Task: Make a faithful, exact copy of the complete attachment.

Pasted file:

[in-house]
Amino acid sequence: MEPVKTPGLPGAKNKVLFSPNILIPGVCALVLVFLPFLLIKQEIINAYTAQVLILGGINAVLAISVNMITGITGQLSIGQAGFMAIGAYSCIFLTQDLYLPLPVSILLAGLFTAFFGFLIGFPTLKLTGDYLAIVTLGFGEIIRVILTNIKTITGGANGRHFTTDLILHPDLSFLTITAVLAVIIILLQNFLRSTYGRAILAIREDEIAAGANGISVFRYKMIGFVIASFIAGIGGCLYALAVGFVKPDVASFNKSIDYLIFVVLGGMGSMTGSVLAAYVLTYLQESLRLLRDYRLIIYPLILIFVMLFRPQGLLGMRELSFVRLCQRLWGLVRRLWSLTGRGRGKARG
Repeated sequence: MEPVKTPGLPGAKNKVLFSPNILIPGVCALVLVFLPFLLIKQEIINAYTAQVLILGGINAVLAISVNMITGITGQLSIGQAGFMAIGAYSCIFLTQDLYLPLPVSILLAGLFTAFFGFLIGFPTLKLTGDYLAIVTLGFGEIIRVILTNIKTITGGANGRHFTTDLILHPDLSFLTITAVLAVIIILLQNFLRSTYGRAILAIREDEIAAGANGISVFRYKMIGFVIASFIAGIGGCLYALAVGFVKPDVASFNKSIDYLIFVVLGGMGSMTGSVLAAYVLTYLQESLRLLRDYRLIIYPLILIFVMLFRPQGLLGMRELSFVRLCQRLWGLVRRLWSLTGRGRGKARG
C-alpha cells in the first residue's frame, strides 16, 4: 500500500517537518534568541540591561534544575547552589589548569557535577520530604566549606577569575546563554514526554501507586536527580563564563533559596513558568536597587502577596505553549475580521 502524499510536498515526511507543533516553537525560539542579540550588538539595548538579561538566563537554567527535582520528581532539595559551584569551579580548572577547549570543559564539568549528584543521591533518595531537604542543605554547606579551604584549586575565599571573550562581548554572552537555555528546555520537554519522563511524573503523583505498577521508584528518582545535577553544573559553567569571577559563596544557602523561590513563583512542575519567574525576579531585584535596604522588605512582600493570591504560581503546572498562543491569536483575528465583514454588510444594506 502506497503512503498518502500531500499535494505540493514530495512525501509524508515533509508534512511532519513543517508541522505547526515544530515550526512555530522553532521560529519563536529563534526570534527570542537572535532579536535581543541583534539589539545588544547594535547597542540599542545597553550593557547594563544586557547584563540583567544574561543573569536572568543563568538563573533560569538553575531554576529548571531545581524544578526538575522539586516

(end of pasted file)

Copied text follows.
[in-house]
Amino acid sequence: MEPVKTPGLPGAKNKVLFSPNILIPGVCALVLVFLPFLLIKQEIINAYTAQVLILGGINAVLAISVNMITGITGQLSIGQAGFMAIGAYSCIFLTQDLYLPLPVSILLAGLFTAFFGFLIGFPTLKLTGDYLAIVTLGFGEIIRVILTNIKTITGGANGRHFTTDLILHPDLSFLTITAVLAVIIILLQNFLRSTYGRAILAIREDEIAAGANGISVFRYKMIGFVIASFIAGIGGCLYALAVGFVKPDVASFNKSIDYLIFVVLGGMGSMTGSVLAAYVLTYLQESLRLLRDYRLIIYPLILIFVMLFRPQGLLGMRELSFVRLCQRLWGLVRRLWSLTGRGRGKARG
Repeated sequence: MEPVKTPGLPGAKNKVLFSPNILIPGVCALVLVFLPFLLIKQEIINAYTAQVLILGGINAVLAISVNMITGITGQLSIGQAGFMAIGAYSCIFLTQDLYLPLPVSILLAGLFTAFFGFLIGFPTLKLTGDYLAIVTLGFGEIIRVILTNIKTITGGANGRHFTTDLILHPDLSFLTITAVLAVIIILLQNFLRSTYGRAILAIREDEIAAGANGISVFRYKMIGFVIASFIAGIGGCLYALAVGFVKPDVASFNKSIDYLIFVVLGGMGSMTGSVLAAYVLTYLQESLRLLRDYRLIIYPLILIFVMLFRPQGLLGMRELSFVRLCQRLWGLVRRLWSLTGRGRGKARG
C-alpha cells in the first residue's frame, strides 16, 4: 500500500517537518534568541540591561534544575547552589589548569557535577520530604566549606577569575546563554514526554501507586536527580563564563533559596513558568536597587502577596505553549475580521 502524499510536498515526511507543533516553537525560539542579540550588538539595548538579561538566563537554567527535582520528581532539595559551584569551579580548572577547549570543559564539568549528584543521591533518595531537604542543605554547606579551604584549586575565599571573550562581548554572552537555555528546555520537554519522563511524573503523583505498577521508584528518582545535577553544573559553567569571577559563596544557602523561590513563583512542575519567574525576579531585584535596604522588605512582600493570591504560581503546572498562543491569536483575528465583514454588510444594506 502506497503512503498518502500531500499535494505540493514530495512525501509524508515533509508534512511532519513543517508541522505547526515544530515550526512555530522553532521560529519563536529563534526570534527570542537572535532579536535581543541583534539589539545588544547594535547597542540599542545597553550593557547594563544586557547584563540583567544574561543573569536572568543563568538563573533560569538553575531554576529548571531545581524544578526538575522539586516